I've been talking to many people about algorithmic fairness of late, and I've realized that at the core of pushback against algorithmic bias ("algorithms are just math! If the code is biased, just look at it and you can fix it !") is a deep misunderstanding of the nature of learning algorithms, and how they differ fundamentally from the traditional idea of an algorithm as "a finite set of well-defined elementary instructions that take an input and produce an output".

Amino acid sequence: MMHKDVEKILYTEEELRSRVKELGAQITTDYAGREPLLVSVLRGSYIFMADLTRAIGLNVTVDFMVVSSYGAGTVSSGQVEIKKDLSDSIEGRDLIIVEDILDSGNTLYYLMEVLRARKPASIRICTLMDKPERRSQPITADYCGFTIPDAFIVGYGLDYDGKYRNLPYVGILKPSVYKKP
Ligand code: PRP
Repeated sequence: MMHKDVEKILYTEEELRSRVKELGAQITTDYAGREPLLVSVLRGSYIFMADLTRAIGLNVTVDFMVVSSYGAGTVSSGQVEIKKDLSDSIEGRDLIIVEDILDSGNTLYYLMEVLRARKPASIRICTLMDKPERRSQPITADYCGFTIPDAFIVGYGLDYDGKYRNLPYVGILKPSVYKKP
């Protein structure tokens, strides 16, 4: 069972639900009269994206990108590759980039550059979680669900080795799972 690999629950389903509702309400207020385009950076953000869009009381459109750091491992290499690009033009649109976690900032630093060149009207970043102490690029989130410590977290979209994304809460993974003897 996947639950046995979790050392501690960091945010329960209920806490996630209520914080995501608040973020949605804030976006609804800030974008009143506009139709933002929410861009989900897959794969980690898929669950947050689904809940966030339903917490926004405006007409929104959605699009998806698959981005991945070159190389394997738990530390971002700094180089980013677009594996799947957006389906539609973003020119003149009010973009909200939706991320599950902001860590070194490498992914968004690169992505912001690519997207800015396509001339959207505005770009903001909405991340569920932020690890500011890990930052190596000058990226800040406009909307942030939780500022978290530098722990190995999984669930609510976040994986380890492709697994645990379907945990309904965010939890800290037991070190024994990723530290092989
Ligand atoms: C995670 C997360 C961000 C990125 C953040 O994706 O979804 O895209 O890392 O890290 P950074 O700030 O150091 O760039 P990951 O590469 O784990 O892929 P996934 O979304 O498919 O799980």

This misunderstanding is crucial, because it prevents people from realizing why algorithmic fairness is actually a real problem. And that prompted me to write a longer note that takes the "algorithm == recipe" analogy and turn it on its head to capture how machine learning algorithms work.